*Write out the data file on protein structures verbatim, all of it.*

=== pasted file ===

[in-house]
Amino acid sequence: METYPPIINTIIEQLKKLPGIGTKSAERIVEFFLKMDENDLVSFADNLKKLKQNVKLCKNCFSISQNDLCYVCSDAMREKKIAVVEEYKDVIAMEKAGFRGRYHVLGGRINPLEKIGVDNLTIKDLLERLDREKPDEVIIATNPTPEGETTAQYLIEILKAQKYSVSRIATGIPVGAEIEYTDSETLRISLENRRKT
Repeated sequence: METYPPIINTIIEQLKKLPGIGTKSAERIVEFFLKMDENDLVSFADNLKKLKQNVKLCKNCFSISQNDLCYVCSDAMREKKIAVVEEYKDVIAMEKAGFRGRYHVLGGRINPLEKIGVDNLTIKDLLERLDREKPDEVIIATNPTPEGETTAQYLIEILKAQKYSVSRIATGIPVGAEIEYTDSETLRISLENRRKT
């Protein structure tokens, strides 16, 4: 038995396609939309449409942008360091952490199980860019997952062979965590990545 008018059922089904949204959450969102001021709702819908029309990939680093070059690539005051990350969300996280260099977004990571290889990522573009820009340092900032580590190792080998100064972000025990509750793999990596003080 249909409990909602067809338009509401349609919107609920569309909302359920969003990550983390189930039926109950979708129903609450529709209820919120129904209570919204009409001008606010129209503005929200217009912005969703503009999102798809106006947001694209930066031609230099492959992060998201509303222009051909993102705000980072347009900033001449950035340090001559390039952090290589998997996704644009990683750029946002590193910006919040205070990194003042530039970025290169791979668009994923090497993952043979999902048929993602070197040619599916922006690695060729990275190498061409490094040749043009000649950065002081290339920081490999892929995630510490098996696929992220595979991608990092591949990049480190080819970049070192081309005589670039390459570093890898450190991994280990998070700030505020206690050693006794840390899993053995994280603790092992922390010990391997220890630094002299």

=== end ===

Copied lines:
[in-house]
Amino acid sequence: METYPPIINTIIEQLKKLPGIGTKSAERIVEFFLKMDENDLVSFADNLKKLKQNVKLCKNCFSISQNDLCYVCSDAMREKKIAVVEEYKDVIAMEKAGFRGRYHVLGGRINPLEKIGVDNLTIKDLLERLDREKPDEVIIATNPTPEGETTAQYLIEILKAQKYSVSRIATGIPVGAEIEYTDSETLRISLENRRKT
Repeated sequence: METYPPIINTIIEQLKKLPGIGTKSAERIVEFFLKMDENDLVSFADNLKKLKQNVKLCKNCFSISQNDLCYVCSDAMREKKIAVVEEYKDVIAMEKAGFRGRYHVLGGRINPLEKIGVDNLTIKDLLERLDREKPDEVIIATNPTPEGETTAQYLIEILKAQKYSVSRIATGIPVGAEIEYTDSETLRISLENRRKT
């Protein structure tokens, strides 16, 4: 038995396609939309449409942008360091952490199980860019997952062979965590990545 008018059922089904949204959450969102001021709702819908029309990939680093070059690539005051990350969300996280260099977004990571290889990522573009820009340092900032580590190792080998100064972000025990509750793999990596003080 249909409990909602067809338009509401349609919107609920569309909302359920969003990550983390189930039926109950979708129903609450529709209820919120129904209570919204009409001008606010129209503005929200217009912005969703503009999102798809106006947001694209930066031609230099492959992060998201509303222009051909993102705000980072347009900033001449950035340090001559390039952090290589998997996704644009990683750029946002590193910006919040205070990194003042530039970025290169791979668009994923090497993952043979999902048929993602070197040619599916922006690695060729990275190498061409490094040749043009000649950065002081290339920081490999892929995630510490098996696929992220595979991608990092591949990049480190080819970049070192081309005589670039390459570093890898450190991994280990998070700030505020206690050693006794840390899993053995994280603790092992922390010990391997220890630094002299």